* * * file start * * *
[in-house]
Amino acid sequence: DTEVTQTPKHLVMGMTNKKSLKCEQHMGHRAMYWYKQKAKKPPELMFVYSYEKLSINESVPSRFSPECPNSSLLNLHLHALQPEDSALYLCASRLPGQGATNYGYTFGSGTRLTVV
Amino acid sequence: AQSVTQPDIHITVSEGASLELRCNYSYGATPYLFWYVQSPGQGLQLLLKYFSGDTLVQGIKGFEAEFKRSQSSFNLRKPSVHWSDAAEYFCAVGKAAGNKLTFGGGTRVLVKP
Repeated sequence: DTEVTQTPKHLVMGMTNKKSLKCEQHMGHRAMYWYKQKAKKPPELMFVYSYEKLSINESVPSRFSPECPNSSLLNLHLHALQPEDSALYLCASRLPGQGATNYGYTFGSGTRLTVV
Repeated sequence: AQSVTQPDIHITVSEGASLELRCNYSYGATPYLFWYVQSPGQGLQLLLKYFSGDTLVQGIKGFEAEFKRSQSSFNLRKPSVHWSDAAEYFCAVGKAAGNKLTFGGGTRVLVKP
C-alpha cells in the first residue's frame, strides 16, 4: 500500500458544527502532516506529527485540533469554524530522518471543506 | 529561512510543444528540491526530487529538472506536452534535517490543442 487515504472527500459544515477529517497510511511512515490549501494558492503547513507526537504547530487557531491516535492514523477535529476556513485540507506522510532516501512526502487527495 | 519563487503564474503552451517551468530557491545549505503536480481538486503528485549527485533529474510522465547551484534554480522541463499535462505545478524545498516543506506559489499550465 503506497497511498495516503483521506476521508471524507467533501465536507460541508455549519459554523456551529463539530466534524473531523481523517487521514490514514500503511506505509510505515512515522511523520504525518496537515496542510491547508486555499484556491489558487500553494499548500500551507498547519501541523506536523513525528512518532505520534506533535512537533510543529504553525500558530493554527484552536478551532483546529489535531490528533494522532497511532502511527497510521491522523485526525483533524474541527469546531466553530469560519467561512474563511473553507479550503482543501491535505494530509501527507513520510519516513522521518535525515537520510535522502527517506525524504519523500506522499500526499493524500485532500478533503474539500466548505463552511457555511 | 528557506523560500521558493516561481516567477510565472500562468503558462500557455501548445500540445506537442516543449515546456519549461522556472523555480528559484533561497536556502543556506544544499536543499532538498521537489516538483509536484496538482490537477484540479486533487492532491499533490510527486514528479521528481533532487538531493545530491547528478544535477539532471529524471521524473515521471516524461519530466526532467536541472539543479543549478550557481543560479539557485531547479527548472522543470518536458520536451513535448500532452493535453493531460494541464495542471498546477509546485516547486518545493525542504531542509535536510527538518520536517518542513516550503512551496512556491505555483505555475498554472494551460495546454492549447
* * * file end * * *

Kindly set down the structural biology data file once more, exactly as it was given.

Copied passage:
[in-house]
Amino acid sequence: DTEVTQTPKHLVMGMTNKKSLKCEQHMGHRAMYWYKQKAKKPPELMFVYSYEKLSINESVPSRFSPECPNSSLLNLHLHALQPEDSALYLCASRLPGQGATNYGYTFGSGTRLTVV
Amino acid sequence: AQSVTQPDIHITVSEGASLELRCNYSYGATPYLFWYVQSPGQGLQLLLKYFSGDTLVQGIKGFEAEFKRSQSSFNLRKPSVHWSDAAEYFCAVGKAAGNKLTFGGGTRVLVKP
Repeated sequence: DTEVTQTPKHLVMGMTNKKSLKCEQHMGHRAMYWYKQKAKKPPELMFVYSYEKLSINESVPSRFSPECPNSSLLNLHLHALQPEDSALYLCASRLPGQGATNYGYTFGSGTRLTVV
Repeated sequence: AQSVTQPDIHITVSEGASLELRCNYSYGATPYLFWYVQSPGQGLQLLLKYFSGDTLVQGIKGFEAEFKRSQSSFNLRKPSVHWSDAAEYFCAVGKAAGNKLTFGGGTRVLVKP
C-alpha cells in the first residue's frame, strides 16, 4: 500500500458544527502532516506529527485540533469554524530522518471543506 | 529561512510543444528540491526530487529538472506536452534535517490543442 487515504472527500459544515477529517497510511511512515490549501494558492503547513507526537504547530487557531491516535492514523477535529476556513485540507506522510532516501512526502487527495 | 519563487503564474503552451517551468530557491545549505503536480481538486503528485549527485533529474510522465547551484534554480522541463499535462505545478524545498516543506506559489499550465 503506497497511498495516503483521506476521508471524507467533501465536507460541508455549519459554523456551529463539530466534524473531523481523517487521514490514514500503511506505509510505515512515522511523520504525518496537515496542510491547508486555499484556491489558487500553494499548500500551507498547519501541523506536523513525528512518532505520534506533535512537533510543529504553525500558530493554527484552536478551532483546529489535531490528533494522532497511532502511527497510521491522523485526525483533524474541527469546531466553530469560519467561512474563511473553507479550503482543501491535505494530509501527507513520510519516513522521518535525515537520510535522502527517506525524504519523500506522499500526499493524500485532500478533503474539500466548505463552511457555511 | 528557506523560500521558493516561481516567477510565472500562468503558462500557455501548445500540445506537442516543449515546456519549461522556472523555480528559484533561497536556502543556506544544499536543499532538498521537489516538483509536484496538482490537477484540479486533487492532491499533490510527486514528479521528481533532487538531493545530491547528478544535477539532471529524471521524473515521471516524461519530466526532467536541472539543479543549478550557481543560479539557485531547479527548472522543470518536458520536451513535448500532452493535453493531460494541464495542471498546477509546485516547486518545493525542504531542509535536510527538518520536517518542513516550503512551496512556491505555483505555475498554472494551460495546454492549447